National Assembly (NA) deputy and member of the NA Economic Committee Le Nam spoke to Hai Quan (Custom) newspaper about helping fishermen build the country's fleet of modern fishing boats.
Decision 67/2014 has been underway for 10 months now but Vietnamese fishermen are still waiting for its implementation. What is your opinion regarding the pace of the decision's execution?
It was a timely decision to support Vietnamese fishermen during the East Sea crisis when the Chinese HD-981 deep water drilling platform was moved into Viet Nam's sovereign waters.
The decision aimed to support Vietnamese fishermen, Viet Nam's Coast Guard and Viet Nam's Fisheries Resource Surveillance, but according to a report made to the NA, only 10 per cent of the NA-approved fund of VND16 trillion (US$740 million) was disbursed.
Fishermen are waiting for the fund to improve fishing capacity and help with safeguarding the nation's sovereign waters. However, numerous administrative procedures and restrictions on the types of fishing boats, engines and reciprocal capital are acting as barriers and hindering their access to the fund.
Another issue was our policy aimed at building steel-hulled fishing boats. Fishermen do not necessary require nor do they know how to handle them. It is not feasible to force the decision on them as steel-hulled fishing boats are not only more expensive to build but also more complicated to handle.
It is quite impossible for a fisherman to pay the banks VND1 billion ($46,000) a year for 10 years to return the investment amount in full.
Some of the restrictions were required by commercial banks. Are they to blame for the decision's slow execution?
I do not think so. Even with the Government's support banks cannot issue loans carelessly, especially with our current high bad-debt ratio. They are, after all, commercial enterprises and they have obligations to protect their investment and capital.
The government's job is to create the necessary legal framework and support policies so that commercial banks feel comfortable enough to view loans issued to fishermen as prioritised loans tied to protecting our national interests and sovereign protection.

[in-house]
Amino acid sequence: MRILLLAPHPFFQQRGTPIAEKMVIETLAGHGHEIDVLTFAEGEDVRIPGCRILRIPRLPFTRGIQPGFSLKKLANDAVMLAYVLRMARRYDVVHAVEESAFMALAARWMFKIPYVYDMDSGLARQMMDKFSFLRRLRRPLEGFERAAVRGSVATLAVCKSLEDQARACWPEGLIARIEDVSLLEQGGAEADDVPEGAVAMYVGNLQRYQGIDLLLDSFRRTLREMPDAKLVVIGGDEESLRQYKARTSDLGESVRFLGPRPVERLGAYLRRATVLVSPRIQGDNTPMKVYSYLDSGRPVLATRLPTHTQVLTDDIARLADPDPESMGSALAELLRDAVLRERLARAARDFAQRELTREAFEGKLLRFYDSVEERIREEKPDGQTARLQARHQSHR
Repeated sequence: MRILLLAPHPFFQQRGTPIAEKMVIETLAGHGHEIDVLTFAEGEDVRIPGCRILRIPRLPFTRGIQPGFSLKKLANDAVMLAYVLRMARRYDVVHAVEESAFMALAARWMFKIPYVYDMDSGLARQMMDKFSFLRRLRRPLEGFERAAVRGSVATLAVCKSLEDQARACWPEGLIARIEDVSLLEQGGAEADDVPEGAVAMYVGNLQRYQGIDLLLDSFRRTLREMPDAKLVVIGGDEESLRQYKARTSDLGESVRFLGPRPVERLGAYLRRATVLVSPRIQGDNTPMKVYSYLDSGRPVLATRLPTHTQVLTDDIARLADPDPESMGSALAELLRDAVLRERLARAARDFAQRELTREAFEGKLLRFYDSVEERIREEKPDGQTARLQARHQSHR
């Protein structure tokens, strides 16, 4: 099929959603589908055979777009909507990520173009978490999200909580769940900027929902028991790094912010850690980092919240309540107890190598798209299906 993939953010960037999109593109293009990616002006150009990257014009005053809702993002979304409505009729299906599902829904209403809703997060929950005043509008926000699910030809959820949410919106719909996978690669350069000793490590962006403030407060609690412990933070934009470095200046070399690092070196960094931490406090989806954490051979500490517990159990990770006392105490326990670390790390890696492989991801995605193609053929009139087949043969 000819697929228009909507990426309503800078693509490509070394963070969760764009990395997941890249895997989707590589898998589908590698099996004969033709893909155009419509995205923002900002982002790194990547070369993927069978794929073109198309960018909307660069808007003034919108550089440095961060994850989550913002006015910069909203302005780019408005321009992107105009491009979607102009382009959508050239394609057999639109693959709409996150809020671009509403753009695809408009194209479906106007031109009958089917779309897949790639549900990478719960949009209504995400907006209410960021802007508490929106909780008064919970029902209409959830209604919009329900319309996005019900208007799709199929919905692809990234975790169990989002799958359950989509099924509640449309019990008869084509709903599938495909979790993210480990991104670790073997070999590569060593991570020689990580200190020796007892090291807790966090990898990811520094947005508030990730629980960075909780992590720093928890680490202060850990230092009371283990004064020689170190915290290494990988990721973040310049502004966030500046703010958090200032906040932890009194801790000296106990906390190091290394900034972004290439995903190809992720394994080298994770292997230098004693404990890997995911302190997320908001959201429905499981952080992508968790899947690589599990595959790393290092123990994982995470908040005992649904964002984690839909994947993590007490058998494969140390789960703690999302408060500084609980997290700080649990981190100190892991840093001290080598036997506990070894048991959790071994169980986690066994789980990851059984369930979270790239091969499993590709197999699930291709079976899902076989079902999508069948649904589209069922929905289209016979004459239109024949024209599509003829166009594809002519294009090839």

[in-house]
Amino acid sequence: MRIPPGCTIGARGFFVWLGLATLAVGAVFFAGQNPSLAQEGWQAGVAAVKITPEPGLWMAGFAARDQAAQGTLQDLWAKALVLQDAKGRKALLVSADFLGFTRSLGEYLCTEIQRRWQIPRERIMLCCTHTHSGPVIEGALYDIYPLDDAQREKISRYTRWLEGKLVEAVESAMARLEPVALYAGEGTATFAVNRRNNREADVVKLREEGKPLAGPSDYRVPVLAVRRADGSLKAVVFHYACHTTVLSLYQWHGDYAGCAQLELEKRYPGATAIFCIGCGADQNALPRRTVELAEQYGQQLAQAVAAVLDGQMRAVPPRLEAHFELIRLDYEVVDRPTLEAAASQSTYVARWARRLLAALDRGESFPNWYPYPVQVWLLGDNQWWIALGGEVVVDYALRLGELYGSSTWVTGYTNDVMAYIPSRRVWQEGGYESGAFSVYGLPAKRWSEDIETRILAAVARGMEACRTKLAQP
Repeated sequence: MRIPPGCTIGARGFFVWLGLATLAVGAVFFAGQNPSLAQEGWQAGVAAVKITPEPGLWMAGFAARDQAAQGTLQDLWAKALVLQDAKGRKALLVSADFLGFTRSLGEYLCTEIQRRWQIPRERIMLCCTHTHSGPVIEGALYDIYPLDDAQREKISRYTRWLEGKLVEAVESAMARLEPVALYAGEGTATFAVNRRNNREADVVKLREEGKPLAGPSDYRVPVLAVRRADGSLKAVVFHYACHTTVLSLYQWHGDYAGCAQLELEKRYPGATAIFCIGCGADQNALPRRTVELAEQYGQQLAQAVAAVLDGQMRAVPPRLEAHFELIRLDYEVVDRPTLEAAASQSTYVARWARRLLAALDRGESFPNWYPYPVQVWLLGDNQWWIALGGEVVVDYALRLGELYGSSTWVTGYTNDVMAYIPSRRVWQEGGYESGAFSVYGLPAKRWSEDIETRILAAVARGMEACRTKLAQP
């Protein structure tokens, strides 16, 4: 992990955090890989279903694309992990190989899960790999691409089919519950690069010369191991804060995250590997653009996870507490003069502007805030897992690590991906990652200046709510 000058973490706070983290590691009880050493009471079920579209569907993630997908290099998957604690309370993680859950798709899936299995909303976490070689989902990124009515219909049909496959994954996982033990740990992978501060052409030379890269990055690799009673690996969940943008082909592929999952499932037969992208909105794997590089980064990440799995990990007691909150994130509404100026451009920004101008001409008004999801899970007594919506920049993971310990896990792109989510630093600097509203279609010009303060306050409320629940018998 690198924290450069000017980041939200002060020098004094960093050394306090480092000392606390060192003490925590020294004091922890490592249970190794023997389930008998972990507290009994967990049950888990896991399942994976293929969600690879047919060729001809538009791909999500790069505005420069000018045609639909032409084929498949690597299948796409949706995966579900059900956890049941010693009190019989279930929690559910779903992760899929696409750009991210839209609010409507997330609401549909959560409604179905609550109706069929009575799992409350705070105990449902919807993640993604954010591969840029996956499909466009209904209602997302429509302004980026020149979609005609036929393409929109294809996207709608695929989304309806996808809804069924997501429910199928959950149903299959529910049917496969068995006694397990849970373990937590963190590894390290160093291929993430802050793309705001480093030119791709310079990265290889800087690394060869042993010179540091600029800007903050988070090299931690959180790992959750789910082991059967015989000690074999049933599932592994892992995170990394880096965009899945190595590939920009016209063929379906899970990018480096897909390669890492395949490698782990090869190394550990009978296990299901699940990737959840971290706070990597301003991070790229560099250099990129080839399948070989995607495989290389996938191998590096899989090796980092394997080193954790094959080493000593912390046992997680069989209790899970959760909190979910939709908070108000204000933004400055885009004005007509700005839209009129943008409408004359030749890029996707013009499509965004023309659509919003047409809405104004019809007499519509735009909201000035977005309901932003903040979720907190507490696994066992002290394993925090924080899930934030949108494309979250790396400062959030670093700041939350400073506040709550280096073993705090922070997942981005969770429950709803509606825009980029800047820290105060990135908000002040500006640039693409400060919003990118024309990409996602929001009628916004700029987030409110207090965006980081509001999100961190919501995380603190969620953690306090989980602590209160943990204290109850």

In theory, it is not possible to force the banks should fishermen fail to show a feasible plan to return the investment. This has been considered a major roadblock in the decision's implementation process. How do you propose to solve it?
We must be more flexible as we proceed. For a large number of investment and capable organisations, reciprocal capital is a requirement. However, poor fishermen should not have to provide that. From my observation, fishermen often take small loans, barely enough to cover one fishing trip but at a very high interest rate.
Fishermen should also be able to use their current fishing boats as collateral for the banks when they only require a moderate amount for a vessel upgrade.
The government should consider removing reciprocal capital as a requisite in cases when it is impossible for less-than-financially-capable fishermen to come up with the amount.
What measures must be taken to encourage commercial enterprises to invest in the fishing industry and facilitate fishermen access to the fund?
I think State-owned enterprises must take the initiative to invest and develop the country's fishing industry as they are supposed to be the economy's driving force. Another step is to provide the industry with enough incentive and support so private sector enterprises will start to see it as profitable and attractive.
During the government's regular meeting in May, a number of changes were made that will have a significant impact on the pace of Decision 67's implementation such as allowing the provincial people's committee the authority to process the request of fishermen to build wooden fishing boats, removing new engines as requisites for loans and enabling fishermen loan access to purchase second-hand fishing boats. — VNS